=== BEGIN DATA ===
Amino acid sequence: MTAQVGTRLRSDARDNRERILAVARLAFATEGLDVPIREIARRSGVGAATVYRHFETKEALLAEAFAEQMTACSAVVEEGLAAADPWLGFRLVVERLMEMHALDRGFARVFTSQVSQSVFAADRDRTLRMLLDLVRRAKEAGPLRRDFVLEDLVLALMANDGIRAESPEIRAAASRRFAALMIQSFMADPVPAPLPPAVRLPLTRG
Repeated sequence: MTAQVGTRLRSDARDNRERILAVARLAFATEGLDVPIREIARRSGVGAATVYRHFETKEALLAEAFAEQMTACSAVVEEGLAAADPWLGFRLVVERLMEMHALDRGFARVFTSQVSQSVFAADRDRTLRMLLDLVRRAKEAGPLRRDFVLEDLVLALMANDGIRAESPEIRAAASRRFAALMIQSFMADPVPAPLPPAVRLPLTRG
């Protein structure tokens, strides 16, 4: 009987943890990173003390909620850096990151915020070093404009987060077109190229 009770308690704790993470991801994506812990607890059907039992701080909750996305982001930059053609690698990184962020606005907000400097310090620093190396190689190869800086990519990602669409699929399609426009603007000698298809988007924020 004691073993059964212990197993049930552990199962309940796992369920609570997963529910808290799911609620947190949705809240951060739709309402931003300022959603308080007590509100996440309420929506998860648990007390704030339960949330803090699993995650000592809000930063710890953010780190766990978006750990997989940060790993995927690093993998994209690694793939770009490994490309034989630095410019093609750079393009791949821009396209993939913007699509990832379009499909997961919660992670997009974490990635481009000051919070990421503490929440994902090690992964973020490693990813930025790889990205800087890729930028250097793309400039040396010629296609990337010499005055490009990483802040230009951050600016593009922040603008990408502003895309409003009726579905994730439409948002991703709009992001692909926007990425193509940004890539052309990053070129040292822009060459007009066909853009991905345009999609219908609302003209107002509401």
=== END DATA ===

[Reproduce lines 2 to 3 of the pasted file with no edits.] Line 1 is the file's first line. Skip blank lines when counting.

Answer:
Repeated sequence: MTAQVGTRLRSDARDNRERILAVARLAFATEGLDVPIREIARRSGVGAATVYRHFETKEALLAEAFAEQMTACSAVVEEGLAAADPWLGFRLVVERLMEMHALDRGFARVFTSQVSQSVFAADRDRTLRMLLDLVRRAKEAGPLRRDFVLEDLVLALMANDGIRAESPEIRAAASRRFAALMIQSFMADPVPAPLPPAVRLPLTRG
């Protein structure tokens, strides 16, 4: 009987943890990173003390909620850096990151915020070093404009987060077109190229 009770308690704790993470991801994506812990607890059907039992701080909750996305982001930059053609690698990184962020606005907000400097310090620093190396190689190869800086990519990602669409699929399609426009603007000698298809988007924020 004691073993059964212990197993049930552990199962309940796992369920609570997963529910808290799911609620947190949705809240951060739709309402931003300022959603308080007590509100996440309420929506998860648990007390704030339960949330803090699993995650000592809000930063710890953010780190766990978006750990997989940060790993995927690093993998994209690694793939770009490994490309034989630095410019093609750079393009791949821009396209993939913007699509990832379009499909997961919660992670997009974490990635481009000051919070990421503490929440994902090690992964973020490693990813930025790889990205800087890729930028250097793309400039040396010629296609990337010499005055490009990483802040230009951050600016593009922040603008990408502003895309409003009726579905994730439409948002991703709009992001692909926007990425193509940004890539052309990053070129040292822009060459007009066909853009991905345009999609219908609302003209107002509401």